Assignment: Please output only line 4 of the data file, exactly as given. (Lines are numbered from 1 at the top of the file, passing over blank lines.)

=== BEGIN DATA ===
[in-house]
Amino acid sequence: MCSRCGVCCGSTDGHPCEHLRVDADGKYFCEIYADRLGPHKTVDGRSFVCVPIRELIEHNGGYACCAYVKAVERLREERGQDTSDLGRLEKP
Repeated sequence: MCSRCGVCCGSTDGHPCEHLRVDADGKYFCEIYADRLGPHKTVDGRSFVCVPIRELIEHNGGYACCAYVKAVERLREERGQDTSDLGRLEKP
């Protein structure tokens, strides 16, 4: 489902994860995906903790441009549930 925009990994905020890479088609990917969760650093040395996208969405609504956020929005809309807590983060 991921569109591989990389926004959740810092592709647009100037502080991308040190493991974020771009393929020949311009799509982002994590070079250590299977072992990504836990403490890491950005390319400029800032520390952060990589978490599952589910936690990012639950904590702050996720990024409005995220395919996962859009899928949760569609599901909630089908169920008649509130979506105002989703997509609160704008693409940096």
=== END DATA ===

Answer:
């Protein structure tokens, strides 16, 4: 489902994860995906903790441009549930 925009990994905020890479088609990917969760650093040395996208969405609504956020929005809309807590983060 991921569109591989990389926004959740810092592709647009100037502080991308040190493991974020771009393929020949311009799509982002994590070079250590299977072992990504836990403490890491950005390319400029800032520390952060990589978490599952589910936690990012639950904590702050996720990024409005995220395919996962859009899928949760569609599901909630089908169920008649509130979506105002989703997509609160704008693409940096």